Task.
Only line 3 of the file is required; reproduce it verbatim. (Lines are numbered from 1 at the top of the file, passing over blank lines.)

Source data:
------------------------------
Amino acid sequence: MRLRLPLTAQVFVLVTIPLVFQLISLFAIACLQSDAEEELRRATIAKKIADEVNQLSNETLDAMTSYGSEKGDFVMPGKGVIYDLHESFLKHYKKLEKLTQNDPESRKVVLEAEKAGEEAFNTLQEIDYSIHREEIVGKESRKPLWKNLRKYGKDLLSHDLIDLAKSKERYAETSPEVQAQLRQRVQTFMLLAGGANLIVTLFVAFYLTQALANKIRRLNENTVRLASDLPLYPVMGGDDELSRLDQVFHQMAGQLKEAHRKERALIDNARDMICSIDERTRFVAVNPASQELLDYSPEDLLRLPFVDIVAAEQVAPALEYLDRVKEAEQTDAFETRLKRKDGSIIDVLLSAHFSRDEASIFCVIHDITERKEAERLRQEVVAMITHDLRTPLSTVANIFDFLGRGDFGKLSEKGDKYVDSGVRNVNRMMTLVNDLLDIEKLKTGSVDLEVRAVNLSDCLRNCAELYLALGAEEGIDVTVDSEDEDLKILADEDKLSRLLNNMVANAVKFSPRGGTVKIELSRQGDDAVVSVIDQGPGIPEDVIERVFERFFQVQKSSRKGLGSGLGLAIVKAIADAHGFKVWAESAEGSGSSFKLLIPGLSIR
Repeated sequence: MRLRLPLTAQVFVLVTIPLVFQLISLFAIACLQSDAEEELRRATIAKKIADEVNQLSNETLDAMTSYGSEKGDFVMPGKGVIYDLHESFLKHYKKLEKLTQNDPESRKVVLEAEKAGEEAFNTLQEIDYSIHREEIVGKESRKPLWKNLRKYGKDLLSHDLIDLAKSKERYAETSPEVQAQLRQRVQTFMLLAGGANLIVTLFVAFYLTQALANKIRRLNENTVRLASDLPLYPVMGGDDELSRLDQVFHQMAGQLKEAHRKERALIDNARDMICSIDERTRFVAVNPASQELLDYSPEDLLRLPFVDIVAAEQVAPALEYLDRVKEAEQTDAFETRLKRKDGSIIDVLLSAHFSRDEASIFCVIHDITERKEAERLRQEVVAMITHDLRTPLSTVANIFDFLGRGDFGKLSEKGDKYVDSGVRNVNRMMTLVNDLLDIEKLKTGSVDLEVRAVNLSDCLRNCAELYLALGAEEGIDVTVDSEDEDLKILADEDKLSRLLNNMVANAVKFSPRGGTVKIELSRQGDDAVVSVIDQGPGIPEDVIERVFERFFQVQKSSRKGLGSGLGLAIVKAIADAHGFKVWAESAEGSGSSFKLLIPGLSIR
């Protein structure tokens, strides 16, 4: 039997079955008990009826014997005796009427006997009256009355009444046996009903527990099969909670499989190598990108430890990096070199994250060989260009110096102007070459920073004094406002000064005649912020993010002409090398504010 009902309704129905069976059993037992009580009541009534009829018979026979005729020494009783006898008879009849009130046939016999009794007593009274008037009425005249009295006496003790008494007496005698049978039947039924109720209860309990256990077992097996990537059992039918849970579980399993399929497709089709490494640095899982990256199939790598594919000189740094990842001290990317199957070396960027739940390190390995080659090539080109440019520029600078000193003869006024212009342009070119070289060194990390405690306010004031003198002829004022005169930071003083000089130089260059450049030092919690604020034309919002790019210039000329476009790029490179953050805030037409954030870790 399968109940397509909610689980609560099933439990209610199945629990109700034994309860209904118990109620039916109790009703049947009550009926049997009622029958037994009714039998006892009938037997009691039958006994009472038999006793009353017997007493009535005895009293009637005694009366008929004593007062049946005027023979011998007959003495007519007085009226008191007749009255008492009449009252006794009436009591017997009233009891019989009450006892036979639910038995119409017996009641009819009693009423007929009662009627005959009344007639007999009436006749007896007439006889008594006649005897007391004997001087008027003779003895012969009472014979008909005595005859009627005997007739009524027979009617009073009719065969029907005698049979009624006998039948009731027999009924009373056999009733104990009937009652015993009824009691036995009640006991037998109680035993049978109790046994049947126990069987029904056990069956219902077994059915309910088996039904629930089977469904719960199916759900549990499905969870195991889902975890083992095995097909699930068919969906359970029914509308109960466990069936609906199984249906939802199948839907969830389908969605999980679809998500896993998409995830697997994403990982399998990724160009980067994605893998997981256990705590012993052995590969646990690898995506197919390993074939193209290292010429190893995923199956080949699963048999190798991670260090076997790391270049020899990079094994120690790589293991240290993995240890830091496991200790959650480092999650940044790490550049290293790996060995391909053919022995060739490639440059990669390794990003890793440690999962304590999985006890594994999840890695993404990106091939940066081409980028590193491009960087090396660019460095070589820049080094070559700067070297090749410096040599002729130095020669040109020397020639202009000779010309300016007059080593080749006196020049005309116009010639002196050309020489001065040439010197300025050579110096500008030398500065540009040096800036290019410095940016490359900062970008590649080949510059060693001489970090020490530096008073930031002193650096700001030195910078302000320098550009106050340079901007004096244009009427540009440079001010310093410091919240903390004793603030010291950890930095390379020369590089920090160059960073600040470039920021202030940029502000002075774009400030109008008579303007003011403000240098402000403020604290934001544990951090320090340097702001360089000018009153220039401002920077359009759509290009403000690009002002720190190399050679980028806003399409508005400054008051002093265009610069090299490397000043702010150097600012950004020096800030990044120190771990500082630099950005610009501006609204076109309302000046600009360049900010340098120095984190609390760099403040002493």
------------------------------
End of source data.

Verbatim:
């Protein structure tokens, strides 16, 4: 039997079955008990009826014997005796009427006997009256009355009444046996009903527990099969909670499989190598990108430890990096070199994250060989260009110096102007070459920073004094406002000064005649912020993010002409090398504010 009902309704129905069976059993037992009580009541009534009829018979026979005729020494009783006898008879009849009130046939016999009794007593009274008037009425005249009295006496003790008494007496005698049978039947039924109720209860309990256990077992097996990537059992039918849970579980399993399929497709089709490494640095899982990256199939790598594919000189740094990842001290990317199957070396960027739940390190390995080659090539080109440019520029600078000193003869006024212009342009070119070289060194990390405690306010004031003198002829004022005169930071003083000089130089260059450049030092919690604020034309919002790019210039000329476009790029490179953050805030037409954030870790 399968109940397509909610689980609560099933439990209610199945629990109700034994309860209904118990109620039916109790009703049947009550009926049997009622029958037994009714039998006892009938037997009691039958006994009472038999006793009353017997007493009535005895009293009637005694009366008929004593007062049946005027023979011998007959003495007519007085009226008191007749009255008492009449009252006794009436009591017997009233009891019989009450006892036979639910038995119409017996009641009819009693009423007929009662009627005959009344007639007999009436006749007896007439006889008594006649005897007391004997001087008027003779003895012969009472014979008909005595005859009627005997007739009524027979009617009073009719065969029907005698049979009624006998039948009731027999009924009373056999009733104990009937009652015993009824009691036995009640006991037998109680035993049978109790046994049947126990069987029904056990069956219902077994059915309910088996039904629930089977469904719960199916759900549990499905969870195991889902975890083992095995097909699930068919969906359970029914509308109960466990069936609906199984249906939802199948839907969830389908969605999980679809998500896993998409995830697997994403990982399998990724160009980067994605893998997981256990705590012993052995590969646990690898995506197919390993074939193209290292010429190893995923199956080949699963048999190798991670260090076997790391270049020899990079094994120690790589293991240290993995240890830091496991200790959650480092999650940044790490550049290293790996060995391909053919022995060739490639440059990669390794990003890793440690999962304590999985006890594994999840890695993404990106091939940066081409980028590193491009960087090396660019460095070589820049080094070559700067070297090749410096040599002729130095020669040109020397020639202009000779010309300016007059080593080749006196020049005309116009010639002196050309020489001065040439010197300025050579110096500008030398500065540009040096800036290019410095940016490359900062970008590649080949510059060693001489970090020490530096008073930031002193650096700001030195910078302000320098550009106050340079901007004096244009009427540009440079001010310093410091919240903390004793603030010291950890930095390379020369590089920090160059960073600040470039920021202030940029502000002075774009400030109008008579303007003011403000240098402000403020604290934001544990951090320090340097702001360089000018009153220039401002920077359009759509290009403000690009002002720190190399050679980028806003399409508005400054008051002093265009610069090299490397000043702010150097600012950004020096800030990044120190771990500082630099950005610009501006609204076109309302000046600009360049900010340098120095984190609390760099403040002493």